Here’s an excerpt from an article that you can use to pre-qualify a potential seller:

[Note: This script assumes that you already have spoken to the sellers on an earlier phone call, talked with them for at least three to five minutes, and set up an appointment to meet with them.]

Ring, ring…

Hello Mr. or Mrs. Seller?

Hi, this is Your Name, I was just calling back to double-check my directions to meeting with you tomorrow.

Oh, okay, well if you can just give me the zip code of the property, I am sure I’ll be able to look it up.

While I have you on the phone may I ask you a couple of questions?

What’s the square footage of the house [or some other harmless question that gets the seller comfortable answering questions and warmed up to talking with you about the house.] How many bathrooms did it have again?

And what was it that you owed against the house, roughly?

And your payments are? Best guess?

Does that include the real estate taxes and insurance?

Now I know you told me on the phone before, but why was it again that you were selling the property? [scrunching up your face over your brow and under the inside corner under your eyes to get the right tonality–called “scrunchy face”]

And when did you want the property handled, six months? Twelve months? Ideally when did you want the property handled?

Oh Okay, that makes sense. A question for you [scrunchy face and softer voice] what were you planning to do if you didn’t sell the house right away? What was your back-up plan?

Had you ever thought about just renting it out?

If they answer yes–

What do you think it would rent for?

If they answer no–

I know you don’t plan on renting it out, but if you did rent it what do you think it would rent for? This just gives me a better idea of the value of the property.

[At this point go back and make sure you build some more rapport with the sellers. Ask them about their families or hobbies or anything else you can get them to talk about that they genuinely enjoy and you can sincerely be interested in them for.]

Now go back and ask the following questions:

Now who else besides you is on title to the property?

[If they are the only ones skip the next questions about getting all the legal decision-makers to the property for the appointment.]

Obviously, we’ll need to have ALL of us meeting ___[day you have appointment]___ at the property just in case we find it’s a fit, and I decide I want it. I just want to make absolutely certain that you and ___[other people on title] are all going to be there. Are you all?

[Ask a few rapport questions again, even trying to include the other owners, so you can gather some information about them that will help you connect faster when you meet with them at the property.]

Great I’ll see you (and ___[other people on title]___) on _____ at _____am/pm. Have a great day.

Is it time to meet the sellers face-to-face?

From the answers to these questions you should be able to determine whether or not the seller is BOTH motivated and has the right situation where you can help them and make a profit.

Motivation means two things:

A compelling reason to sell

Time pressure to do it fast (usually 30 days or less)

Situation means one of two things:

Enough equity for you to get a great cash price

Seller NOT needing their equity (or at least all of it) out when you buy it from them. This means they could be flexible on the TERMS of the sale.

If the seller shows both a fit in motivation and situation, I would recommend that you meet with them. If you are left with a sense that they really aren’t motivated, then either cancel or delay your appointment OR throw them a trial offer right there over the phone to gauge their reaction.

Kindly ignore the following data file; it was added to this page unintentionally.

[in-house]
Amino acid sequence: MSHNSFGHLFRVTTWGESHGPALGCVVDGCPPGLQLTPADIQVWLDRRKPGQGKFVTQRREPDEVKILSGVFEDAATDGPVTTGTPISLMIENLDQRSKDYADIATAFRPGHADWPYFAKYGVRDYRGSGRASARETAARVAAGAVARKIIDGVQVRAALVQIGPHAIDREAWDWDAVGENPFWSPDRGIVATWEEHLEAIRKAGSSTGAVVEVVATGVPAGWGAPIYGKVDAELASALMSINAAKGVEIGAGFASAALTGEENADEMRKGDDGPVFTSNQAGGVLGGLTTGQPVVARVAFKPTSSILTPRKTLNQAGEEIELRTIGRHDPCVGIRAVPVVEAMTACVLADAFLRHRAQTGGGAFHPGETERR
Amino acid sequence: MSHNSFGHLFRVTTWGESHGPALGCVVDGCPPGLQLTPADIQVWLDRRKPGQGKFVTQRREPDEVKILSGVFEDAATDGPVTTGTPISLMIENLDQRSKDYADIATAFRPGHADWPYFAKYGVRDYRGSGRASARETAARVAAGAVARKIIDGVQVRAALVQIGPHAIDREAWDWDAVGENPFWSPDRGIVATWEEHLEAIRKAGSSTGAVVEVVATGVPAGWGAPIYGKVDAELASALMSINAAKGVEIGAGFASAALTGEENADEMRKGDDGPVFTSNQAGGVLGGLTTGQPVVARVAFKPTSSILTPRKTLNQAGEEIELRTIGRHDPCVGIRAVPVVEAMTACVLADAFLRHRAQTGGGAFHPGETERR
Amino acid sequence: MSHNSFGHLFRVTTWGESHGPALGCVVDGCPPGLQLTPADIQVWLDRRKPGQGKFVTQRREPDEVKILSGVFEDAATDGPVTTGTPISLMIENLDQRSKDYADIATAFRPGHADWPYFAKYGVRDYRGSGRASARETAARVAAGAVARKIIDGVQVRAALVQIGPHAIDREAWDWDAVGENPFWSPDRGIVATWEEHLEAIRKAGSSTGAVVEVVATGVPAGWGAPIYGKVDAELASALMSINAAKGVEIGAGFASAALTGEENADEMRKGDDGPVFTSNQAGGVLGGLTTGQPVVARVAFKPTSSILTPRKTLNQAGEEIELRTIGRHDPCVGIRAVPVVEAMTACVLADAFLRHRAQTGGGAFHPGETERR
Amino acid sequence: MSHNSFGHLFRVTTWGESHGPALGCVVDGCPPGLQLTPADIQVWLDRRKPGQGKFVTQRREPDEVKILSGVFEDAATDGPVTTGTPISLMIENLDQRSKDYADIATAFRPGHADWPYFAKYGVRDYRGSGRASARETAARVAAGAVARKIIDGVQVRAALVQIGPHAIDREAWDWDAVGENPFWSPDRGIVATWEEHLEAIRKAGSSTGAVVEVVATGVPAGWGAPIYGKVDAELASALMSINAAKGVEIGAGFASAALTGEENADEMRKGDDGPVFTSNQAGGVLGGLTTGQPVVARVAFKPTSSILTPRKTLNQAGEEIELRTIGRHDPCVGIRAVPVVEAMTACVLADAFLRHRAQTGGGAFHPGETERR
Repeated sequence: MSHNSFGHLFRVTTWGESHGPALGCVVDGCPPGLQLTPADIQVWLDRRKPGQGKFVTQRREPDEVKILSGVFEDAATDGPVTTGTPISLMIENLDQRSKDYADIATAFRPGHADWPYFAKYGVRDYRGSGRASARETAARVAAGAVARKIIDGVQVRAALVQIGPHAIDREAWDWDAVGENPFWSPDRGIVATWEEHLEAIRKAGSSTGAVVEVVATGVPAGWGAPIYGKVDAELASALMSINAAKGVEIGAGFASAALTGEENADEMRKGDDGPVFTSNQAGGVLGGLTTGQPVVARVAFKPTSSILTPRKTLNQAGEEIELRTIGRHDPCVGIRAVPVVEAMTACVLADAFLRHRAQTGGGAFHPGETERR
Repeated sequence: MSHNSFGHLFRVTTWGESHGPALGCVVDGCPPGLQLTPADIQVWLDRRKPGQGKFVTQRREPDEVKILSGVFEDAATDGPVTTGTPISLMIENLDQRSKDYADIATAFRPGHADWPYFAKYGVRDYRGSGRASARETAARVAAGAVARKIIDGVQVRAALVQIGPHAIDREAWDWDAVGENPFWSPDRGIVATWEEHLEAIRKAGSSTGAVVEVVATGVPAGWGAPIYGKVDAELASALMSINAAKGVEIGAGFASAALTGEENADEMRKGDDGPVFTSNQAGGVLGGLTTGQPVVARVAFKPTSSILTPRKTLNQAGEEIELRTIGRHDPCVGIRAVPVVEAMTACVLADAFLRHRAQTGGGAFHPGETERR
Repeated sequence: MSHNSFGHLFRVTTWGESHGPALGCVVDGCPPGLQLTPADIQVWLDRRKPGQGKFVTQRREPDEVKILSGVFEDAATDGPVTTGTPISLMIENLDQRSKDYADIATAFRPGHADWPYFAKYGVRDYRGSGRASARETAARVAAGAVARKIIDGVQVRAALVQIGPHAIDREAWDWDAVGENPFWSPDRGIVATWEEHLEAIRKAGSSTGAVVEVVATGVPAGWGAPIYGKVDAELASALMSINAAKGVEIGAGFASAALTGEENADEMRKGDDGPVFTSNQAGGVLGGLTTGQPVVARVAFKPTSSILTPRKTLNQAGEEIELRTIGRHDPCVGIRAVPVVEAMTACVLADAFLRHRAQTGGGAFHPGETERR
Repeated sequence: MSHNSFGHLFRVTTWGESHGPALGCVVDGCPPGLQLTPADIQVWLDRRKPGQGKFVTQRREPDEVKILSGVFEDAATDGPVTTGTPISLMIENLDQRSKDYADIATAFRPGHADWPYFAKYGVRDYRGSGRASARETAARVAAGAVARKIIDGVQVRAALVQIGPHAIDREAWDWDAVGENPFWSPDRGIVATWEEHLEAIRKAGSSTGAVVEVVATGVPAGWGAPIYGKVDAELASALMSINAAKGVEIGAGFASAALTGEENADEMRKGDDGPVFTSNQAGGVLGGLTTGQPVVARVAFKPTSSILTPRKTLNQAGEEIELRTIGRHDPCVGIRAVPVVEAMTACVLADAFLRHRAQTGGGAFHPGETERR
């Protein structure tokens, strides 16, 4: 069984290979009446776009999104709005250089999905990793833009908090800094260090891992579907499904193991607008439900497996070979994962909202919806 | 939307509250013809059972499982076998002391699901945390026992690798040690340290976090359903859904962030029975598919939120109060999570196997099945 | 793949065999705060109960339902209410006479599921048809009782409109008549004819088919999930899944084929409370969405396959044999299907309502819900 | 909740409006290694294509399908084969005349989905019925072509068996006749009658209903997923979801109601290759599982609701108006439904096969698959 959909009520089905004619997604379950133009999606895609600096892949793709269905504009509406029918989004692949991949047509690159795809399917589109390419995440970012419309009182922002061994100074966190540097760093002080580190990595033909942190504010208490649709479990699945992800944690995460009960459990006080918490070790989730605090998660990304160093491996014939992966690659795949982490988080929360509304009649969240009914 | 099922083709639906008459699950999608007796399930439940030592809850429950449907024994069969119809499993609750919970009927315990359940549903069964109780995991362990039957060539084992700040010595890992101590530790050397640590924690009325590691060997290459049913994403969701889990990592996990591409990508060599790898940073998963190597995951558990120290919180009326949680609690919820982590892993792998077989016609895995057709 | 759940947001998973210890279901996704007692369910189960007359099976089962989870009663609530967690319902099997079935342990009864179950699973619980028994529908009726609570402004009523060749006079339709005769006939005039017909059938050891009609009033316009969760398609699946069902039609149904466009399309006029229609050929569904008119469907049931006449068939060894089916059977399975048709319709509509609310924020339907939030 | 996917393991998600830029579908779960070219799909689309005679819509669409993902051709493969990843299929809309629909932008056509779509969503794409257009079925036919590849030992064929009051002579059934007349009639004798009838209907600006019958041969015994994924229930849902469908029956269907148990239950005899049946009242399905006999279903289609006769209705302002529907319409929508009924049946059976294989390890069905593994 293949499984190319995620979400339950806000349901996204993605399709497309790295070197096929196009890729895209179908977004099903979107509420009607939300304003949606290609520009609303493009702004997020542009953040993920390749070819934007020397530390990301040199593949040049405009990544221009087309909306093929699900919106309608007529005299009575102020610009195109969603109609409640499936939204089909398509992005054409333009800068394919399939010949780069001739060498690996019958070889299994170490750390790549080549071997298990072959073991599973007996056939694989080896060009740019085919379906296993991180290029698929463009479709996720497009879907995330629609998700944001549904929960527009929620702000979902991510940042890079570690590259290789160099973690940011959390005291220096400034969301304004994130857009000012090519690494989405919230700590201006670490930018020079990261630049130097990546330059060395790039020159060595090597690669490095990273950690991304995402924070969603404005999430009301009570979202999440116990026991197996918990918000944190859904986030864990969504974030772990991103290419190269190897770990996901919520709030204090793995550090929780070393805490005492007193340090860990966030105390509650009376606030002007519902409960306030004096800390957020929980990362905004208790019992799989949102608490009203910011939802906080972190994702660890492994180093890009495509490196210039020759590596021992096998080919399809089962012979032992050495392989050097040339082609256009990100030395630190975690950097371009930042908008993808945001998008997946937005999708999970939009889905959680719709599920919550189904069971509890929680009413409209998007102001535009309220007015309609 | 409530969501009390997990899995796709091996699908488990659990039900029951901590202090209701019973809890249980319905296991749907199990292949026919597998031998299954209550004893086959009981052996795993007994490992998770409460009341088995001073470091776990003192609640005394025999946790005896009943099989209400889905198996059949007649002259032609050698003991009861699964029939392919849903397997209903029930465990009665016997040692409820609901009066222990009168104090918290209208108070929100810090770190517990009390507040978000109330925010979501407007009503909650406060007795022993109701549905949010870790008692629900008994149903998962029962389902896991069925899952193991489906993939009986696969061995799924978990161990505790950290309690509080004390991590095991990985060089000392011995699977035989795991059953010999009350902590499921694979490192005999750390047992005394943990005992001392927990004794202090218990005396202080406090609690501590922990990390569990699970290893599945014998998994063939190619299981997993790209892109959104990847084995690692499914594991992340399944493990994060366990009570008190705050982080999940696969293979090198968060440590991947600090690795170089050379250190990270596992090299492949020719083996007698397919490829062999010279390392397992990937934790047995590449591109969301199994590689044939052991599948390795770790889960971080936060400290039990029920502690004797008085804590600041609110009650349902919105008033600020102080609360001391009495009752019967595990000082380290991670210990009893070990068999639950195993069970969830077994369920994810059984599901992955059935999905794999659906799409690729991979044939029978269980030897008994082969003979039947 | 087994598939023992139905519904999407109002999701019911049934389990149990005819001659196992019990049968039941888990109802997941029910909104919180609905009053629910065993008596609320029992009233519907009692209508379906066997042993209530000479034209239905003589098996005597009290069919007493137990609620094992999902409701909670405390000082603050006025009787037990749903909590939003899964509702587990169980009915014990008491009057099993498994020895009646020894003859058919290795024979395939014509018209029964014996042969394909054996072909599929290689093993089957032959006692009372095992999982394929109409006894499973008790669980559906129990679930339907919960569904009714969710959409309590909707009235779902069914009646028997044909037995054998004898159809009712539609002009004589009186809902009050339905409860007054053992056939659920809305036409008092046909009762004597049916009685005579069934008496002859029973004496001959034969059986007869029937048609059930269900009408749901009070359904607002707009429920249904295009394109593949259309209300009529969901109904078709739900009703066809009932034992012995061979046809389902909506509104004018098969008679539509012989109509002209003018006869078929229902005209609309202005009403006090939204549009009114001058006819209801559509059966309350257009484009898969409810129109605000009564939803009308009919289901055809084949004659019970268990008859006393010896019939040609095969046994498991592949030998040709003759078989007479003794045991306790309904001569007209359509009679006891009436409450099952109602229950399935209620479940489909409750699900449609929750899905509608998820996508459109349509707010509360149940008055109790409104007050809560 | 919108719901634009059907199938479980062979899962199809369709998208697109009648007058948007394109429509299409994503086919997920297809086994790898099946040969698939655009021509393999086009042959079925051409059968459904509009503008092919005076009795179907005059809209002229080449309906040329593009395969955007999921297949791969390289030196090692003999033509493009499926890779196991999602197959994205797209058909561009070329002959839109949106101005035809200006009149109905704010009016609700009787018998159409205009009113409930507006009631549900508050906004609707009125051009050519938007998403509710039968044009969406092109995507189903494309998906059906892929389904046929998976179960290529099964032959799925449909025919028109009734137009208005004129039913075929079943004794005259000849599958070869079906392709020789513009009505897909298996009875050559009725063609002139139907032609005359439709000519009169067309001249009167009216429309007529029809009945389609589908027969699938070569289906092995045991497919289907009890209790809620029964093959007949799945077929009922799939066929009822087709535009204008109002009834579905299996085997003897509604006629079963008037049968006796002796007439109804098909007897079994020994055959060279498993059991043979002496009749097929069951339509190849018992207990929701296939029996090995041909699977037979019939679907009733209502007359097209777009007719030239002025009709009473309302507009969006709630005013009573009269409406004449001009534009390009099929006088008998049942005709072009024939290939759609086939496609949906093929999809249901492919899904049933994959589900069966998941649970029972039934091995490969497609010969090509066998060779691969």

For example say:

Mr. Seller, I don’t know if I could do this, but what if I was able to cover your $1,400 per month payment for a while and down the road I cashed you out of the house at say, $30,000-$40,000 is that something that we should even talk over when I come out to meet with you and see the house, or maybe not?

If the sellers say yes, follow up that question with:

I’m curious. What about me covering your payment of $1,400 per month and cashing you out at the $177,000-178,000. Would that even be a fit for you?

By this point you should know if they are worth investing your time to go and meet with them.”

Other Resources for Finding Properties…

Below are some additional sources of properties.  A lot of the tactics referenced further up on this page can be applied to tap into these resources, so I won’t go in-depth about how to go about contacting each source:

  • Probate, divorce, family law attorneys – Not only do people headed to court often need attorneys, but sometimes they need to sell their houses to pay their lawyer fees, too.
  • Carpet Cleaners – A lot of carpet cleaner’s clients are people trying to sell their houses.
  • CPA Firms/Accountants – A lot of their clients are in financial trouble, and may need to sell their homes to alleviate some financial burdens.
  • Credit repair agencies and counselors – Speaks for itself, doesn’t it?
  • Moving companies – This one is self explanatory, too.
  • Direct Mail – Involves mailing information out to absentee owners, people going through divorces, bankruptcies, pre-foreclosure, probate court, and even owners that are in the military.
  • Hair salons – People tell a lot of their business at the salon.
  • Private lenders and hard money lenders – Deals fall through sometimes, leaving private and hard money lenders holding onto the collateral (aka “the property”).
  • Eviction Court – Hanging out around the court house is a good way to meet landlords that might be interested in selling their homes.
  • Funeral homes – Might be able to get leads on properties before the death becomes public notice.
  • Section 8 Landlords – Each county maintains a list…  Many of them want to get rid of their properties.
  • Social Media – Broadcast to everyone in your network that you buy houses.  LinkedIn, Facebook, Twitter, all of ‘em!
  • Title companies – When properties don’t close, you can let them know that you can step in, if the property matches your criteria.
  • Churches

I really hope some of these tips help you make money as a bird dog.

We’re looking forward to doing business with you. Just enter your contact info here:

  • Created On: August 17, 2014
  • Last Updated On: August 21st, 2015 at 12:03 pm